46-year-old male underwent excision of an enlarged, indolent lymph node at the jaw.
- The lymph node architecture is destroyed by a monotonous population of loosely arranged intermediate-sized cells (between small lymphocytes and immunoblasts) in a capillary network.
- The cells display round to oval somewhat irregular nuclei with a fine to coarse chromatin and 2-5 prominent nucleoli.
- A moderate amount of weakly basophilic to amphophilic cytoplasm is observed.
- The high mitotic rate is characteristic of this tumor.
- Death of single or groups of cells leads to the concomitant presence of tissue macrophages containing cellular debris. At lower magnification, the so-called “starry sky” pattern can be appreciated which is created by the lightly stained macrophages surrounded by clear spaces.
Three distinct clinical forms of Burkitt lymphoma are distinguished.
1) Endemic Burkitt lymphoma: Burkitt lymphoma is endemic especially in malarious parts of Africa. Typically, tumor cells in virtually all patients harbor the EBV genome.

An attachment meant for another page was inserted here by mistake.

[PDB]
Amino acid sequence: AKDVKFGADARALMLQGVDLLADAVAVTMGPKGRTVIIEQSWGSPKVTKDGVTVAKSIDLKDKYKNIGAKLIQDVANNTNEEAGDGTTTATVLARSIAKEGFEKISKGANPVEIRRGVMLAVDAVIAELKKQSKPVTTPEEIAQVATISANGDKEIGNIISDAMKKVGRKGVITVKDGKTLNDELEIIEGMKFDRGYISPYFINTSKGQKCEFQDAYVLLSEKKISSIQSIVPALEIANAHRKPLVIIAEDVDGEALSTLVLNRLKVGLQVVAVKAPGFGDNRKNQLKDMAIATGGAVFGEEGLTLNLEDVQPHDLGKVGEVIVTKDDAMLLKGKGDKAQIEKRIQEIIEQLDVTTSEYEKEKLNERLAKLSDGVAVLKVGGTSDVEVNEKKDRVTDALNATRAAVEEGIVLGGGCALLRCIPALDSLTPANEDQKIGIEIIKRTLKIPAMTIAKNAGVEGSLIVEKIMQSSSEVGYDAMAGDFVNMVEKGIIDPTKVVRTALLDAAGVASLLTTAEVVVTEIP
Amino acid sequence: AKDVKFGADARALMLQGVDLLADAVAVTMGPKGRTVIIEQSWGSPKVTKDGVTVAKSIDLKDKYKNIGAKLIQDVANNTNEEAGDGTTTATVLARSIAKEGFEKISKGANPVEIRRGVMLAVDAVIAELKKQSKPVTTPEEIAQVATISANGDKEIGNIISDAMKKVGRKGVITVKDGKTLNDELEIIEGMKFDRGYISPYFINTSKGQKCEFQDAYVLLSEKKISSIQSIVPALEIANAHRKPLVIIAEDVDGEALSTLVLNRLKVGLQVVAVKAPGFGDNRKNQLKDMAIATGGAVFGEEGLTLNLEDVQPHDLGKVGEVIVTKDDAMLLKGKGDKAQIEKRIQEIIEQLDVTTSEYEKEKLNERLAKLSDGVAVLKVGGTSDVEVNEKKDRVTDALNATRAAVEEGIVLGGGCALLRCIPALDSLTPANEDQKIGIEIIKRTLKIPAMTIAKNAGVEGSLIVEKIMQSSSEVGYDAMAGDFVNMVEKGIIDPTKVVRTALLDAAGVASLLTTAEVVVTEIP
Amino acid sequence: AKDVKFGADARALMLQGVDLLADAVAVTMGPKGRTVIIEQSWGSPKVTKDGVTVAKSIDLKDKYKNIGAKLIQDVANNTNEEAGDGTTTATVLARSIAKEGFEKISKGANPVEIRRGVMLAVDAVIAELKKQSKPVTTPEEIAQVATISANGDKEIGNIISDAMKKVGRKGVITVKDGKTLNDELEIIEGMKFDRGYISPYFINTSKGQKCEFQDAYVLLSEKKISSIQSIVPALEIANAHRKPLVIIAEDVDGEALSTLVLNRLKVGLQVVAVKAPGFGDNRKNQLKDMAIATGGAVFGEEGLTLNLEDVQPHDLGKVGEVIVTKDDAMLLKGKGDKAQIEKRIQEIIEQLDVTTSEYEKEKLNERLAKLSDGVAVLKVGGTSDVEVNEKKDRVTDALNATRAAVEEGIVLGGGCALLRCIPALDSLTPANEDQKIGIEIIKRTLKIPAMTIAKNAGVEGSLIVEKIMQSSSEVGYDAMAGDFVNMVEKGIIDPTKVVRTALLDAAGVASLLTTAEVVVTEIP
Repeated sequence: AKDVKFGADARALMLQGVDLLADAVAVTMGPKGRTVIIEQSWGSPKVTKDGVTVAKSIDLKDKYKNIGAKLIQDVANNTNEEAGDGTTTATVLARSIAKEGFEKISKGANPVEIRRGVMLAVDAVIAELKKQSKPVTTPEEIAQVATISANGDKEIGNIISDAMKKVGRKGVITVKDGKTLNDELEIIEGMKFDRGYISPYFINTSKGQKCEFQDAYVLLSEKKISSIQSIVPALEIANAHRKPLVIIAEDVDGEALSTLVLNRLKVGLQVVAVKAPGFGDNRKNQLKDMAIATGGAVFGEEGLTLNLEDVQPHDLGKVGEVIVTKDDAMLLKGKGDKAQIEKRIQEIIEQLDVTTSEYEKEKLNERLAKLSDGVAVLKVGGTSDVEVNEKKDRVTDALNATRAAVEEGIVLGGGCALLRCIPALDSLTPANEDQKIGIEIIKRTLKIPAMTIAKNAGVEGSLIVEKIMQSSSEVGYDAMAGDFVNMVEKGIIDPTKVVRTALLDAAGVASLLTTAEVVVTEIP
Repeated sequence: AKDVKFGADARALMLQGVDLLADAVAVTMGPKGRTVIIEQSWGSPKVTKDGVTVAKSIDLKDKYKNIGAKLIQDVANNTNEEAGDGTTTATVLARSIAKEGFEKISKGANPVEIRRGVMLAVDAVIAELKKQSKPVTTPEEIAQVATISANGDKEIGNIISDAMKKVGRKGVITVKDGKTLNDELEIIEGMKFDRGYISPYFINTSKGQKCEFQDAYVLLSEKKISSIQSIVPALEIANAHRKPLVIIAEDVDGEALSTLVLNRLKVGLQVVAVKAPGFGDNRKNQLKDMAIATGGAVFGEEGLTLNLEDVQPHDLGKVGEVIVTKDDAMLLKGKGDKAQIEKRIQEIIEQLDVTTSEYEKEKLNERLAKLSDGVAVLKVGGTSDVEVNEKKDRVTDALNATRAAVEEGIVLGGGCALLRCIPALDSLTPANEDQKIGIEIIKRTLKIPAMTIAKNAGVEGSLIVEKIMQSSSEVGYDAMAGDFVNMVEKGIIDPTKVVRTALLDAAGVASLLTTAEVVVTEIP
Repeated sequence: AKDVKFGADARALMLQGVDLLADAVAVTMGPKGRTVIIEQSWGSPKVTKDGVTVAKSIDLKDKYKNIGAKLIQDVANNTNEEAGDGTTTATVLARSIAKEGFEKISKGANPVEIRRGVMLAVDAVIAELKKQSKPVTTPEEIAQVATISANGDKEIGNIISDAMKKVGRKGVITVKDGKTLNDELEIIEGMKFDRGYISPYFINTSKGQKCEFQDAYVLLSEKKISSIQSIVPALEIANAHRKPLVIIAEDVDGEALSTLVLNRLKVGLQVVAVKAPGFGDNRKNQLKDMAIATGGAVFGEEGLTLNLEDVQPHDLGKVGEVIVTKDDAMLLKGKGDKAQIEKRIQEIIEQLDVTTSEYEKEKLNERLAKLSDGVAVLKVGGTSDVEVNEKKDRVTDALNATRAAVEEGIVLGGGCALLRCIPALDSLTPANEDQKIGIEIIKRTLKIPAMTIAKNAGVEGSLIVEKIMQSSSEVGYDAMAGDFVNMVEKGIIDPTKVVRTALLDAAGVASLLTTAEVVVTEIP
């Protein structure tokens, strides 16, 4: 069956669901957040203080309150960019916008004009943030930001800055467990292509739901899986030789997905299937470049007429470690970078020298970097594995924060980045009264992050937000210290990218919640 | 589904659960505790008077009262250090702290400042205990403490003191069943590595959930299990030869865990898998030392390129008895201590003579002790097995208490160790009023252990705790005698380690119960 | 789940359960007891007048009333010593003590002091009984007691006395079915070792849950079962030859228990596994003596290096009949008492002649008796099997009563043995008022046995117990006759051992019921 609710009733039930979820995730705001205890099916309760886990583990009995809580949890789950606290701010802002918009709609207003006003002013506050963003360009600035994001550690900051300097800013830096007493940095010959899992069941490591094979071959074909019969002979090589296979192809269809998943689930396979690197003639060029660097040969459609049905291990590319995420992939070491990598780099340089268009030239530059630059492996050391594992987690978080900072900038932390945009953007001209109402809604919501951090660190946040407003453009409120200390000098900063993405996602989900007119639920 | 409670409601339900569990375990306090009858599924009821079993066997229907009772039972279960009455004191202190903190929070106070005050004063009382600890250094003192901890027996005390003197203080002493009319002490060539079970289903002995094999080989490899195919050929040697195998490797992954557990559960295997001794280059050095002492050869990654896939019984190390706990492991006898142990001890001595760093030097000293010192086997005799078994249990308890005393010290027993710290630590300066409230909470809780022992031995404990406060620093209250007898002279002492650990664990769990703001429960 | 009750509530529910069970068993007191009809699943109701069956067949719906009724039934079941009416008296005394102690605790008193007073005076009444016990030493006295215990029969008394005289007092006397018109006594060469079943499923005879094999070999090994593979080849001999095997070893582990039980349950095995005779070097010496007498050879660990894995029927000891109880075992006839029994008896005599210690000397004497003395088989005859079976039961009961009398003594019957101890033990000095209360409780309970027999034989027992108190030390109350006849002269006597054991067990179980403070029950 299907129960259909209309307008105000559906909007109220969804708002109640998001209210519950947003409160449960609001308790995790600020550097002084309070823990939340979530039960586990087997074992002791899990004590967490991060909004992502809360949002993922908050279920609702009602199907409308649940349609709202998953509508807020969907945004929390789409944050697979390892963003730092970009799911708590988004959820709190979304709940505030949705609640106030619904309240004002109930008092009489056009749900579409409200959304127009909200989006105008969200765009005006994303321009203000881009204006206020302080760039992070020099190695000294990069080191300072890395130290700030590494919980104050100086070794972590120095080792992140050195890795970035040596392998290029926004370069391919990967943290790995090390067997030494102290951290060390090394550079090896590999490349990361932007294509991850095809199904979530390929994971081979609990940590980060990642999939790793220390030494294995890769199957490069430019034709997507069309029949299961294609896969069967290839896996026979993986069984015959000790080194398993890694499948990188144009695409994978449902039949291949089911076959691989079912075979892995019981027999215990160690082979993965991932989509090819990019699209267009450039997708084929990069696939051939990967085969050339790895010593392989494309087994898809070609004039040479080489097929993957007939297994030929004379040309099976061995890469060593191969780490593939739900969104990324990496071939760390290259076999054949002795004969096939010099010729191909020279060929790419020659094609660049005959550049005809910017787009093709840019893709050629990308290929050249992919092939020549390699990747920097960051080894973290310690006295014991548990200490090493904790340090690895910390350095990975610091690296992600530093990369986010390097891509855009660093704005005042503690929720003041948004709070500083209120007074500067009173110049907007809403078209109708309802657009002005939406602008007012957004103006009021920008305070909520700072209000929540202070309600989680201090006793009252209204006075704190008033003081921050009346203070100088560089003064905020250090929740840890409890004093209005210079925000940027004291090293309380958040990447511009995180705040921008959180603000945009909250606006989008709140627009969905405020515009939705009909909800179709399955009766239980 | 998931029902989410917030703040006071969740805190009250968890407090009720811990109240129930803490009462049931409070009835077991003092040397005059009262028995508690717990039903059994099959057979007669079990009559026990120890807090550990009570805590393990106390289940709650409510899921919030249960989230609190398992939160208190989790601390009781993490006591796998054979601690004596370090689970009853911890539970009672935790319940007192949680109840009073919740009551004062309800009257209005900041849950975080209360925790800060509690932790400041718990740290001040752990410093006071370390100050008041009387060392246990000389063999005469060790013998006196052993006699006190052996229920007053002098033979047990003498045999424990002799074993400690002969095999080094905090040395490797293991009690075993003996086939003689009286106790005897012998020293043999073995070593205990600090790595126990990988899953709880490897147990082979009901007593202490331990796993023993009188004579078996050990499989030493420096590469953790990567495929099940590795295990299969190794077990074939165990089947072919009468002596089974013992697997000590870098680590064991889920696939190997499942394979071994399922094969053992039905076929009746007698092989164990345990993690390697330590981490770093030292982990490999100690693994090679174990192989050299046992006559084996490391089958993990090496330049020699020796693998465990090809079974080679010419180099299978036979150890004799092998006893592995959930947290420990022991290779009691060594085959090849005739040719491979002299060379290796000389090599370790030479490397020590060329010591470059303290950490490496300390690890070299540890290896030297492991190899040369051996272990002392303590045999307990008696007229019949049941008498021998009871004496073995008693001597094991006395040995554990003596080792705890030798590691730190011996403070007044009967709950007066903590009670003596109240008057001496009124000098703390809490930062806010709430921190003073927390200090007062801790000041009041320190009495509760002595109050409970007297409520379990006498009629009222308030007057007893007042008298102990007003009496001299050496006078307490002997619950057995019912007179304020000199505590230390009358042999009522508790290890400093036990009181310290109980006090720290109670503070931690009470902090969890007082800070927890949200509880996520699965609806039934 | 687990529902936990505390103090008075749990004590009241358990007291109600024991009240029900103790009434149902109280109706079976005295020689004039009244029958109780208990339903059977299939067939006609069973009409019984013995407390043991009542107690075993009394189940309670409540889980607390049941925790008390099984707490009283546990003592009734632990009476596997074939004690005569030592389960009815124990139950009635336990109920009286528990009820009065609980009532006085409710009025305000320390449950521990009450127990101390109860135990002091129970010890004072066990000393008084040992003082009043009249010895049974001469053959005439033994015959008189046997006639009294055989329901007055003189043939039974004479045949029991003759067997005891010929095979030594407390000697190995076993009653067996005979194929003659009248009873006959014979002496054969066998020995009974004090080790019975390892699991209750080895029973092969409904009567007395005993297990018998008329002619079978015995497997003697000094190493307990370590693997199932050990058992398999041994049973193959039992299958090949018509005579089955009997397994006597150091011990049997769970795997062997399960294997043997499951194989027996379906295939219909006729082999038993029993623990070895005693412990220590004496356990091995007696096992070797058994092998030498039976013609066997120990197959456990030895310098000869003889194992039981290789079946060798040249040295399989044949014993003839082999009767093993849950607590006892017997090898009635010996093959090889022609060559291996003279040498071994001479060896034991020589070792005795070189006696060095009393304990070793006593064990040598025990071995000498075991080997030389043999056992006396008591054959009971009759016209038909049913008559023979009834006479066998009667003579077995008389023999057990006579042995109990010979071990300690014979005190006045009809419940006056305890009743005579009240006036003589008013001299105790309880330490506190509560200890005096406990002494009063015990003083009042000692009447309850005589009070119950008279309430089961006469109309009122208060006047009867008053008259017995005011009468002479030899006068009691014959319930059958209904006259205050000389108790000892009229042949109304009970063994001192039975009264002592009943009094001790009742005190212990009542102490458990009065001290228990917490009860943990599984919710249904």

2) Sporadic Burkitt lymphoma: In the US, Burkitt lymphoma accounts for less than 1% of non-Hodgkin lymphomas in adults, but for about 30% of non-Hodgkin lymphomas in children.
3) Immunodeficiency-associated Burkitt lymphoma: Burkitt Lymphoma accounts for about 20% of all lymphomas in patients with AIDS. It is rarely seen in the setting of other immunodeficiencies. Only 50% of HIV-associated Burkitt lymphomas are positive for EBV.
Extranodal sites are frequently affected (ovaries, bone marrow, GI-tract).
Translocation of the MYC locus on chromosome 8 to the IgH gene on chromosome 14.